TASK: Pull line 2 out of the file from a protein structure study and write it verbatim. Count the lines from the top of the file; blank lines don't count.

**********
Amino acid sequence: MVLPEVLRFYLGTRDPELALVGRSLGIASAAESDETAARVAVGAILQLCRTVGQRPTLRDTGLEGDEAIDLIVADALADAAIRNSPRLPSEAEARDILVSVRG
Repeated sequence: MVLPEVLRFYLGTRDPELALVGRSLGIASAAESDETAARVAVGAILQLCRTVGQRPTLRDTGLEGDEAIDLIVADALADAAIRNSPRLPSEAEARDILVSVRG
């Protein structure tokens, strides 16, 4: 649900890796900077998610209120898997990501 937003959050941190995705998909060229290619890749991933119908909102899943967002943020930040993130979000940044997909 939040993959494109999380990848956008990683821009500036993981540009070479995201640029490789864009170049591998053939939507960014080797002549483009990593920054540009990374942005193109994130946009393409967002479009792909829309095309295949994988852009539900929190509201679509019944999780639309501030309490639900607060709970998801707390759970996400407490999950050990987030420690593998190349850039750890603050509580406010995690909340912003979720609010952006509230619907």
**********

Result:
Repeated sequence: MVLPEVLRFYLGTRDPELALVGRSLGIASAAESDETAARVAVGAILQLCRTVGQRPTLRDTGLEGDEAIDLIVADALADAAIRNSPRLPSEAEARDILVSVRG